VC and corporate investment in startups developing technology enabled solutions to climate change, and the transformation to net zero emissions, grew at a faster rate than VC investment as a whole between 2013 – 2019. In that time, US$60 billion of early stage capital was invested globally into startups contributing to tackling the net zero challenge.
As Climate Week in New York focuses attention on transforming business and economies to net zero emissions, the new research by PwC examines the global startup ecosystem critical to commercialising the innovation needed to make a net zero future a reality. The first-of-its-kind analysis defines the climate tech investment landscape, and examines global early-stage climate tech deals, volumes, trends, sectors and investors. Climate tech is defined as a broad umbrella of solutions to reduce greenhouse gas (GHG) emissions across energy, transport, the built environment, industrial processes, and food and land use; in addition to shifts towards less resource-incentive business models, or carbon removal technologies.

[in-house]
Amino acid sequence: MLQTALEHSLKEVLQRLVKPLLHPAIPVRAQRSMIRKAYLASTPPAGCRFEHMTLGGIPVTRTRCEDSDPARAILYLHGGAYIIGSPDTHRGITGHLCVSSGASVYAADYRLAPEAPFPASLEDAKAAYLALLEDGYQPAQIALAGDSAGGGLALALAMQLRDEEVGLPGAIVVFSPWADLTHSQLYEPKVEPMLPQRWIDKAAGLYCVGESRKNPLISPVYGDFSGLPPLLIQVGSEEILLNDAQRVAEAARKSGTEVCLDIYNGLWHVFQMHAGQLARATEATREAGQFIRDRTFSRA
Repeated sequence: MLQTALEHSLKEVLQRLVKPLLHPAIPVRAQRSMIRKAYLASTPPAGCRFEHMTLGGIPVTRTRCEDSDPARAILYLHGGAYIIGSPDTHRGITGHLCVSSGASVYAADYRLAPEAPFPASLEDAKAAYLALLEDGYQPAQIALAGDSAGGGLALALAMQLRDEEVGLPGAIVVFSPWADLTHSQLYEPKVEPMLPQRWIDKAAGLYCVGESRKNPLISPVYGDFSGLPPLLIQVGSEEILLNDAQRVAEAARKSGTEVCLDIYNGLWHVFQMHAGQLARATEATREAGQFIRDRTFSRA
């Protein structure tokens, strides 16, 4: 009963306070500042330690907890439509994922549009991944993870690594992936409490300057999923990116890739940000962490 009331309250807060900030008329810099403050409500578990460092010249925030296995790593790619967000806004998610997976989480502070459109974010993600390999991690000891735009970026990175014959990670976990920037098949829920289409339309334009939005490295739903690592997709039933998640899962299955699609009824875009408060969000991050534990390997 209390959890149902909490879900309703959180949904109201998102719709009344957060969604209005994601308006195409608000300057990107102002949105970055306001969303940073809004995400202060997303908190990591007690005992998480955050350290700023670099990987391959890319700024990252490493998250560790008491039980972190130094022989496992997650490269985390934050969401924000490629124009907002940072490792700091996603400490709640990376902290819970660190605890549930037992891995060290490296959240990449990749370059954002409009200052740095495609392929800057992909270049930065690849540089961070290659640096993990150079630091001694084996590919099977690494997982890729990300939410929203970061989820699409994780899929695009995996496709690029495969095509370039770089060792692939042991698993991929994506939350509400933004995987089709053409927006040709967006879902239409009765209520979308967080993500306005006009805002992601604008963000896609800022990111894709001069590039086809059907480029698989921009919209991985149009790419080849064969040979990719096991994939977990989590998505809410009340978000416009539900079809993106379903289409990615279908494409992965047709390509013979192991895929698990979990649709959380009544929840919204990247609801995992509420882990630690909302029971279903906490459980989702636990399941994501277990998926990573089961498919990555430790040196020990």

While climate tech is a nascent sector overall in the VC market (approx 6% of total capital invested in 2019), climate tech VC investment increased from US$418 million per annum in 2013 to US$16.3 billion in 2019. That is approximately three times the growth rate of VC investment into Artificial Intelligence (AI) over the same period.
Key factors influencing investment include capital efficiency to prove and scale solutions; and the potential for the solutions to provide cost effective carbon reduction or removal.
Nearly half of all venture dollars ($60bn) went to US and Canadian climate tech startups (US$29 billion); China is second at US$20 billion. The European market attracted US$7 billion. Mobility and Transport solutions dominate US and China investment.
“The analysis shows the urgency of the opportunity, and gap to close, to support and scale innovative technologies and business models to address the climate crisis,” comments Celine Herweijer, global leader, Innovation & Sustainability, PwC UK. “Climate tech is a new frontier in venture investing for the 2020s.”